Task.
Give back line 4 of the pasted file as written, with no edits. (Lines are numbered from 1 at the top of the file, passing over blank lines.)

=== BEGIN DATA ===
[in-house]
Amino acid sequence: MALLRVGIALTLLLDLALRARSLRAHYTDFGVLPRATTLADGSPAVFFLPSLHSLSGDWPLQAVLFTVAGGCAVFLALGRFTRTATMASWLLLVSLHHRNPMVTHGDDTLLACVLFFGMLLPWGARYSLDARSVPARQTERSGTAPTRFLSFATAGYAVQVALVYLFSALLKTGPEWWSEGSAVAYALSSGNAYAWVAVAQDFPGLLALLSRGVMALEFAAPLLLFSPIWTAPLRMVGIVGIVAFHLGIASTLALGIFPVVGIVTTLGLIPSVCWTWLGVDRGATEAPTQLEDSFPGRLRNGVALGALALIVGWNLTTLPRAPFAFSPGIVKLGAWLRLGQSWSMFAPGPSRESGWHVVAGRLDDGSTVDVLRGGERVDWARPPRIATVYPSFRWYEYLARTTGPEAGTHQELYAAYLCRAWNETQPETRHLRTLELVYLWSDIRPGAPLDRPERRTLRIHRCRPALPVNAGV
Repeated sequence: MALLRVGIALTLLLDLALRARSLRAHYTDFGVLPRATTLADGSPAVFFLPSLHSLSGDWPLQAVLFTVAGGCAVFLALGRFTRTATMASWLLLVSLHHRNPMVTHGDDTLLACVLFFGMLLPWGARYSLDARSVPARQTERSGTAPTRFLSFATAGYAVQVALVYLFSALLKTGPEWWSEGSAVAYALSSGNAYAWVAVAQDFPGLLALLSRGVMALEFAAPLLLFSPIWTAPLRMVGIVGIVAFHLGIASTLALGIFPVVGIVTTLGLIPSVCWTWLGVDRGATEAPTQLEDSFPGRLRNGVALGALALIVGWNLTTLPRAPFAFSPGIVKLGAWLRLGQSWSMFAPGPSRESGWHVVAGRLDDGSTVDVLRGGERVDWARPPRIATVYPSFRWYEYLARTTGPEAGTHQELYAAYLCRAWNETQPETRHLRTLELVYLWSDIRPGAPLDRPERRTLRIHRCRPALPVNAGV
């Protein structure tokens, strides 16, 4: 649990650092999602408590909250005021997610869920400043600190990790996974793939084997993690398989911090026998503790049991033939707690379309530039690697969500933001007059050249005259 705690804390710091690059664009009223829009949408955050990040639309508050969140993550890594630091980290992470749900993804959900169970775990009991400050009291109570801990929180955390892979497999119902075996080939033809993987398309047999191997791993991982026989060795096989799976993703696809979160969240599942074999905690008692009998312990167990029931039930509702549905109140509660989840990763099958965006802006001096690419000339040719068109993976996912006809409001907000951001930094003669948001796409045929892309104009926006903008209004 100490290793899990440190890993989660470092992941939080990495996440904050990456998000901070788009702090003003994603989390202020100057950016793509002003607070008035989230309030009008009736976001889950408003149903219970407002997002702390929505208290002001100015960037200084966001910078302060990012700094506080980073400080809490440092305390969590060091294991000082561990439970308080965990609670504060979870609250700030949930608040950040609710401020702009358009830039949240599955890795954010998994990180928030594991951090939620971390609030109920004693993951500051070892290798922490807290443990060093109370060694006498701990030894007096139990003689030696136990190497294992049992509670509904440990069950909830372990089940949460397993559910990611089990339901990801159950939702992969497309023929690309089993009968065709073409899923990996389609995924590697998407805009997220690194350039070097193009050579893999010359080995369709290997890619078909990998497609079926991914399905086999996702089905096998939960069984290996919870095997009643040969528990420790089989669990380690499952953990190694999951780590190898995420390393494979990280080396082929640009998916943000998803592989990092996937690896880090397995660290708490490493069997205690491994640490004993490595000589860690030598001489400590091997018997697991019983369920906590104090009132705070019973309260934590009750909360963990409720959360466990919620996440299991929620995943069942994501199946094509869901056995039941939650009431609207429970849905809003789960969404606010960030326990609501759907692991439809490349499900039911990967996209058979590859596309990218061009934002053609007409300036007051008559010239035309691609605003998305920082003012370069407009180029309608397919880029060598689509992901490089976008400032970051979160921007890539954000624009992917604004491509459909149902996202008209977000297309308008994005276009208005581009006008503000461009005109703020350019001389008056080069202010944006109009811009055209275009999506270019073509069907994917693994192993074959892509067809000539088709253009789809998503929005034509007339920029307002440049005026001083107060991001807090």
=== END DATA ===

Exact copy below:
């Protein structure tokens, strides 16, 4: 649990650092999602408590909250005021997610869920400043600190990790996974793939084997993690398989911090026998503790049991033939707690379309530039690697969500933001007059050249005259 705690804390710091690059664009009223829009949408955050990040639309508050969140993550890594630091980290992470749900993804959900169970775990009991400050009291109570801990929180955390892979497999119902075996080939033809993987398309047999191997791993991982026989060795096989799976993703696809979160969240599942074999905690008692009998312990167990029931039930509702549905109140509660989840990763099958965006802006001096690419000339040719068109993976996912006809409001907000951001930094003669948001796409045929892309104009926006903008209004 100490290793899990440190890993989660470092992941939080990495996440904050990456998000901070788009702090003003994603989390202020100057950016793509002003607070008035989230309030009008009736976001889950408003149903219970407002997002702390929505208290002001100015960037200084966001910078302060990012700094506080980073400080809490440092305390969590060091294991000082561990439970308080965990609670504060979870609250700030949930608040950040609710401020702009358009830039949240599955890795954010998994990180928030594991951090939620971390609030109920004693993951500051070892290798922490807290443990060093109370060694006498701990030894007096139990003689030696136990190497294992049992509670509904440990069950909830372990089940949460397993559910990611089990339901990801159950939702992969497309023929690309089993009968065709073409899923990996389609995924590697998407805009997220690194350039070097193009050579893999010359080995369709290997890619078909990998497609079926991914399905086999996702089905096998939960069984290996919870095997009643040969528990420790089989669990380690499952953990190694999951780590190898995420390393494979990280080396082929640009998916943000998803592989990092996937690896880090397995660290708490490493069997205690491994640490004993490595000589860690030598001489400590091997018997697991019983369920906590104090009132705070019973309260934590009750909360963990409720959360466990919620996440299991929620995943069942994501199946094509869901056995039941939650009431609207429970849905809003789960969404606010960030326990609501759907692991439809490349499900039911990967996209058979590859596309990218061009934002053609007409300036007051008559010239035309691609605003998305920082003012370069407009180029309608397919880029060598689509992901490089976008400032970051979160921007890539954000624009992917604004491509459909149902996202008209977000297309308008994005276009208005581009006008503000461009005109703020350019001389008056080069202010944006109009811009055209275009999506270019073509069907994917693994192993074959892509067809000539088709253009789809998503929005034509007339920029307002440049005026001083107060991001807090």